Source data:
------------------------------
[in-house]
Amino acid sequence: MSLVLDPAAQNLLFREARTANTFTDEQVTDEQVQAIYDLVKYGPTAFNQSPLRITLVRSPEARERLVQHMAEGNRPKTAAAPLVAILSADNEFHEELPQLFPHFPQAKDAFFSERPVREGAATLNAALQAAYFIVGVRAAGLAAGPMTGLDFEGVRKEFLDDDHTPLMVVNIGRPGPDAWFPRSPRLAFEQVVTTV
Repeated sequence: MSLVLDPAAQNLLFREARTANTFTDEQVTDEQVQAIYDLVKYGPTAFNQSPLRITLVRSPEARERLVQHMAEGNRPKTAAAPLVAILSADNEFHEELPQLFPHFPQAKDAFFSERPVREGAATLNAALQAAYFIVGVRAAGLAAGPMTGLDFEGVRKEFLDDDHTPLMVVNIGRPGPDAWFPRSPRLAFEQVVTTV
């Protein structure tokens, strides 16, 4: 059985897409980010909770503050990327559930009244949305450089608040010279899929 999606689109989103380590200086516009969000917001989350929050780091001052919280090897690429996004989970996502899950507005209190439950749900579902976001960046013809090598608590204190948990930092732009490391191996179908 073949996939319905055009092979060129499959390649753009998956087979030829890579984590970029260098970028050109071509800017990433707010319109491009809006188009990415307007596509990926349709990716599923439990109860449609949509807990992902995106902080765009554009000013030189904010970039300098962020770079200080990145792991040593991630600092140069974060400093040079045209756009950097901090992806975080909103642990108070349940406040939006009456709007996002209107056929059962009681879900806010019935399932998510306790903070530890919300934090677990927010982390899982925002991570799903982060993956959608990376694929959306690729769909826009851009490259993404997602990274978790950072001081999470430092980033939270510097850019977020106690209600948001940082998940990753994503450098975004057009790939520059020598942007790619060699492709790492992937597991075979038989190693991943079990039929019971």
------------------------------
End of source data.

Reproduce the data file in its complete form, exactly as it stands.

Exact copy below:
[in-house]
Amino acid sequence: MSLVLDPAAQNLLFREARTANTFTDEQVTDEQVQAIYDLVKYGPTAFNQSPLRITLVRSPEARERLVQHMAEGNRPKTAAAPLVAILSADNEFHEELPQLFPHFPQAKDAFFSERPVREGAATLNAALQAAYFIVGVRAAGLAAGPMTGLDFEGVRKEFLDDDHTPLMVVNIGRPGPDAWFPRSPRLAFEQVVTTV
Repeated sequence: MSLVLDPAAQNLLFREARTANTFTDEQVTDEQVQAIYDLVKYGPTAFNQSPLRITLVRSPEARERLVQHMAEGNRPKTAAAPLVAILSADNEFHEELPQLFPHFPQAKDAFFSERPVREGAATLNAALQAAYFIVGVRAAGLAAGPMTGLDFEGVRKEFLDDDHTPLMVVNIGRPGPDAWFPRSPRLAFEQVVTTV
């Protein structure tokens, strides 16, 4: 059985897409980010909770503050990327559930009244949305450089608040010279899929 999606689109989103380590200086516009969000917001989350929050780091001052919280090897690429996004989970996502899950507005209190439950749900579902976001960046013809090598608590204190948990930092732009490391191996179908 073949996939319905055009092979060129499959390649753009998956087979030829890579984590970029260098970028050109071509800017990433707010319109491009809006188009990415307007596509990926349709990716599923439990109860449609949509807990992902995106902080765009554009000013030189904010970039300098962020770079200080990145792991040593991630600092140069974060400093040079045209756009950097901090992806975080909103642990108070349940406040939006009456709007996002209107056929059962009681879900806010019935399932998510306790903070530890919300934090677990927010982390899982925002991570799903982060993956959608990376694929959306690729769909826009851009490259993404997602990274978790950072001081999470430092980033939270510097850019977020106690209600948001940082998940990753994503450098975004057009790939520059020598942007790619060699492709790492992937597991075979038989190693991943079990039929019971």